To begin the IYLA’s final day in Washington D.C., our young delegates had the opportunity to visit 5 different embassies. In groups, we met the ambassadors and diplomats of the embassies of the Philippines, Malaysia, Mexico, Colombia, and Spain.
As a visitor in a small group I was able to sit in for an intimate dialogue with the delegates of the Embassy of Spain. We listened and asked questions as each delegate presented how their department worked with U.S. and Spanish companies to cultivate a culture of mutual prosperity, from agriculture and commercialism to science and education. Although every embassy in nations around the world works to develop the prosperity of their cultural traditions in those countries, we are all learning from each other to allow our homes to grow. We are growing in so many ways, not just economically, but in diversity, accidently encouraging communities to love the traditions of other cultures. In this way we make the world smaller and more connected.
The IYLA commenced the World Bank Leadership Forums on Service and Entrepreneurship in the afternoon. We were privileged to hear about the work of dedicated men and women in the first forum on service, moderated by David Caprara. This panel included Leonard Faustino, Fatma Bazahy, Karen Scheuerer, Jemi Laclé, Abby Flottemesch, and Evans Musonde. The second forum at the World Bank, on entrepreneurship, featured Dr. Clarence Tan, John Siy, Erastus Mong’are, Sarah Mintz, Ace Tang, and Al Kags.
One young audience member asked the panelists for advice about failing, something everyone could relate with. There was a resounding consensus. “Congratulations!” Ms. Flottemesch said with a smile. As young leaders we are already taking the most difficult step of all; accepting a lifelong challenge that no matter how many times we are faced with failure, we will not give up hope. Mr. Mong’are was firm advocate in the power of hope. “Skills are important. Money is important. But the most important thing is hope.” Ms. Tang and Dr. Tan also joined in declaring failure as simply a part of living, an opportunity to better understand ourselves and the heart of others.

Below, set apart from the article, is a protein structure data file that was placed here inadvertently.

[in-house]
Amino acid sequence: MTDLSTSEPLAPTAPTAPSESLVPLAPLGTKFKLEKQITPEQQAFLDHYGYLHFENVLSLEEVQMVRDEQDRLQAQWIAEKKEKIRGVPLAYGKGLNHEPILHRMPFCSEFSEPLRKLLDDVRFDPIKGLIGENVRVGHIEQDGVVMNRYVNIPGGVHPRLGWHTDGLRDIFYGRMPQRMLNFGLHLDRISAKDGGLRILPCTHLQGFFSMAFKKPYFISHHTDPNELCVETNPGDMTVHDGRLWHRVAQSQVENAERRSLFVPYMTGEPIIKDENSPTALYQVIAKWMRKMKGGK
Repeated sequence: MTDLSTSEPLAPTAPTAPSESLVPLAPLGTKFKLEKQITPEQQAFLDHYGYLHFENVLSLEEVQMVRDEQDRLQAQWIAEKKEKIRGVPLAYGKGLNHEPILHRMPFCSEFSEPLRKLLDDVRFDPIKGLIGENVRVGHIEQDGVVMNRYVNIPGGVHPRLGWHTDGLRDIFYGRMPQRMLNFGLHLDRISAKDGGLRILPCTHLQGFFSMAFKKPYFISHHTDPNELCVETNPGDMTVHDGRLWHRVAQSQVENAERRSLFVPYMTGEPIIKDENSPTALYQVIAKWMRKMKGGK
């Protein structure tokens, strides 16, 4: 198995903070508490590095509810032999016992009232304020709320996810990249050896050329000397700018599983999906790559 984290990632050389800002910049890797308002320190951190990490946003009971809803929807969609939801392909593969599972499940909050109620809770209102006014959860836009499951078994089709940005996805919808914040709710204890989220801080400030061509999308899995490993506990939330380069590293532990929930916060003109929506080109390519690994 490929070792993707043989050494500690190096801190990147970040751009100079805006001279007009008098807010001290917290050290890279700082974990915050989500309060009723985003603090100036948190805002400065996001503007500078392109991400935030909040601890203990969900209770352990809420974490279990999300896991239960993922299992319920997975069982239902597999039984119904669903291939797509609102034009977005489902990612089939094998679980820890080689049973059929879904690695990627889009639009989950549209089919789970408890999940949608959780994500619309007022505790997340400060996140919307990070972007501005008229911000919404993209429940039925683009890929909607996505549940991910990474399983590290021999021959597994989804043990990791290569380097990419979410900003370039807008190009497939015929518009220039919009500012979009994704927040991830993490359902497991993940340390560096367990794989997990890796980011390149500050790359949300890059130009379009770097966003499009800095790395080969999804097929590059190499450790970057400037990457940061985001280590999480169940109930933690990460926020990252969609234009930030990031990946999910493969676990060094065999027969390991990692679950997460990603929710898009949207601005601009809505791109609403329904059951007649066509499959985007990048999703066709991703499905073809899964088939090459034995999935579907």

Marianne Williamson once said, “Our greatest fear is not that we are inadequate. Our greatest fear is that we are powerful beyond measure. It is our light, and not our darkness, that frightens us.”
We are often faced with doubt. We doubt the people we follow, the people that follow behind us for trusting us, and ourselves for ever conceiving an impossible dream. And yet, there are so many who chose to chase that dream. Those people, who when given the choice to sit, stand, walk, or run, choose to fly. We visit memorials of great minds and historical leaders, attend forums led by passionate individuals, only to pack our things and move on. What will you do after you return home?
Every day we are posed with questions encouraging us to not be afraid of failure, to stop doubting our adequacy, and to start becoming the change we desire in our world. If you have reached the point where you are no longer afraid of failure, accepting the responsibilities of leadership, then you are ready to face the real challenge; overcoming your fear of how great you can really become.